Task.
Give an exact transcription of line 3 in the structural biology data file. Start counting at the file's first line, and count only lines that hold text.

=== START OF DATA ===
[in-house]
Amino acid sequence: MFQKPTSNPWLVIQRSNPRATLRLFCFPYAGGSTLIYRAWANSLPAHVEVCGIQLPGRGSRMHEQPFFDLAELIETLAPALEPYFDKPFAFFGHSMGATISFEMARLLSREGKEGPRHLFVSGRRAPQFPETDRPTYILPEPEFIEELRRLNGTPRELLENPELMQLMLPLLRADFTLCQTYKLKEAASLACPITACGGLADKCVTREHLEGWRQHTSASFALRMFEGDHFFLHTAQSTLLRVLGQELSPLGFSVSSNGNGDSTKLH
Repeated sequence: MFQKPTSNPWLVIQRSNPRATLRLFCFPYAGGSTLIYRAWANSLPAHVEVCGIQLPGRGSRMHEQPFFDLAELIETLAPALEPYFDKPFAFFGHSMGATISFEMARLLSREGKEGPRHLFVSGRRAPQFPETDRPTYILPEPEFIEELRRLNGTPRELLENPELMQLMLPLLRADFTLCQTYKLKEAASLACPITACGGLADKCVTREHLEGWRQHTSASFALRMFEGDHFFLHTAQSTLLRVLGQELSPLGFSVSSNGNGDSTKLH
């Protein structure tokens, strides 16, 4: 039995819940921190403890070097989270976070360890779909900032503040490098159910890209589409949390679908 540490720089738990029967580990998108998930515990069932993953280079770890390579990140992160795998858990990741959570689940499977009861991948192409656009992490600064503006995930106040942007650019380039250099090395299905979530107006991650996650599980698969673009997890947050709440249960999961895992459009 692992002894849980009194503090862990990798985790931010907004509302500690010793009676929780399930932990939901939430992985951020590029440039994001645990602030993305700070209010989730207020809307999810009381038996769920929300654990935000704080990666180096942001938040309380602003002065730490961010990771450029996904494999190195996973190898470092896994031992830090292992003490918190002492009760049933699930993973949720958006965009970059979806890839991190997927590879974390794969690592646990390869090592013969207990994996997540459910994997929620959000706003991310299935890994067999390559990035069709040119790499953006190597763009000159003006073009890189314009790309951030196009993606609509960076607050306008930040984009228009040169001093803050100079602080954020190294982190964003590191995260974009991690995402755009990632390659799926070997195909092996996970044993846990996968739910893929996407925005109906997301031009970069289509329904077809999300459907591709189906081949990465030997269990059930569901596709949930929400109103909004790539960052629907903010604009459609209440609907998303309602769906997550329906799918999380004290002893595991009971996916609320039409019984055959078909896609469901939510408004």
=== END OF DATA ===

Repeated sequence: MFQKPTSNPWLVIQRSNPRATLRLFCFPYAGGSTLIYRAWANSLPAHVEVCGIQLPGRGSRMHEQPFFDLAELIETLAPALEPYFDKPFAFFGHSMGATISFEMARLLSREGKEGPRHLFVSGRRAPQFPETDRPTYILPEPEFIEELRRLNGTPRELLENPELMQLMLPLLRADFTLCQTYKLKEAASLACPITACGGLADKCVTREHLEGWRQHTSASFALRMFEGDHFFLHTAQSTLLRVLGQELSPLGFSVSSNGNGDSTKLH